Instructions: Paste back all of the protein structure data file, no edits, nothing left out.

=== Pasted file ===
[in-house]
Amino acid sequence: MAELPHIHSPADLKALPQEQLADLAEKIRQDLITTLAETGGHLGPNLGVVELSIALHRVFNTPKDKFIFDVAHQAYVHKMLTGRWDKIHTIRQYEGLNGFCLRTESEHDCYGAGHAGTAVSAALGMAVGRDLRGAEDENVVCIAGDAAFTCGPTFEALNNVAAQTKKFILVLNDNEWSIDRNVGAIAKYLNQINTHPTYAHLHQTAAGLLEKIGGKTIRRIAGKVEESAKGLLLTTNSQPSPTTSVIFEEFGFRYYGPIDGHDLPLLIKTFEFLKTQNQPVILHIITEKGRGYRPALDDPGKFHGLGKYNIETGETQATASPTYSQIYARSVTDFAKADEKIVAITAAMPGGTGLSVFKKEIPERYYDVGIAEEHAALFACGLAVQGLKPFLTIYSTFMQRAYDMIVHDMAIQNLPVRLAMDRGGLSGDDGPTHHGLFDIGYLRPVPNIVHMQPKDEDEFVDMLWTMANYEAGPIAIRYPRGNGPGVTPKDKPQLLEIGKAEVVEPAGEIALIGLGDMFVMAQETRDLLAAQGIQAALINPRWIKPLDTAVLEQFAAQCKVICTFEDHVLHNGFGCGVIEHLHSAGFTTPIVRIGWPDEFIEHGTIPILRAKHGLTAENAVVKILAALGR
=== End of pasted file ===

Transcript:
[in-house]
Amino acid sequence: MAELPHIHSPADLKALPQEQLADLAEKIRQDLITTLAETGGHLGPNLGVVELSIALHRVFNTPKDKFIFDVAHQAYVHKMLTGRWDKIHTIRQYEGLNGFCLRTESEHDCYGAGHAGTAVSAALGMAVGRDLRGAEDENVVCIAGDAAFTCGPTFEALNNVAAQTKKFILVLNDNEWSIDRNVGAIAKYLNQINTHPTYAHLHQTAAGLLEKIGGKTIRRIAGKVEESAKGLLLTTNSQPSPTTSVIFEEFGFRYYGPIDGHDLPLLIKTFEFLKTQNQPVILHIITEKGRGYRPALDDPGKFHGLGKYNIETGETQATASPTYSQIYARSVTDFAKADEKIVAITAAMPGGTGLSVFKKEIPERYYDVGIAEEHAALFACGLAVQGLKPFLTIYSTFMQRAYDMIVHDMAIQNLPVRLAMDRGGLSGDDGPTHHGLFDIGYLRPVPNIVHMQPKDEDEFVDMLWTMANYEAGPIAIRYPRGNGPGVTPKDKPQLLEIGKAEVVEPAGEIALIGLGDMFVMAQETRDLLAAQGIQAALINPRWIKPLDTAVLEQFAAQCKVICTFEDHVLHNGFGCGVIEHLHSAGFTTPIVRIGWPDEFIEHGTIPILRAKHGLTAENAVVKILAALGR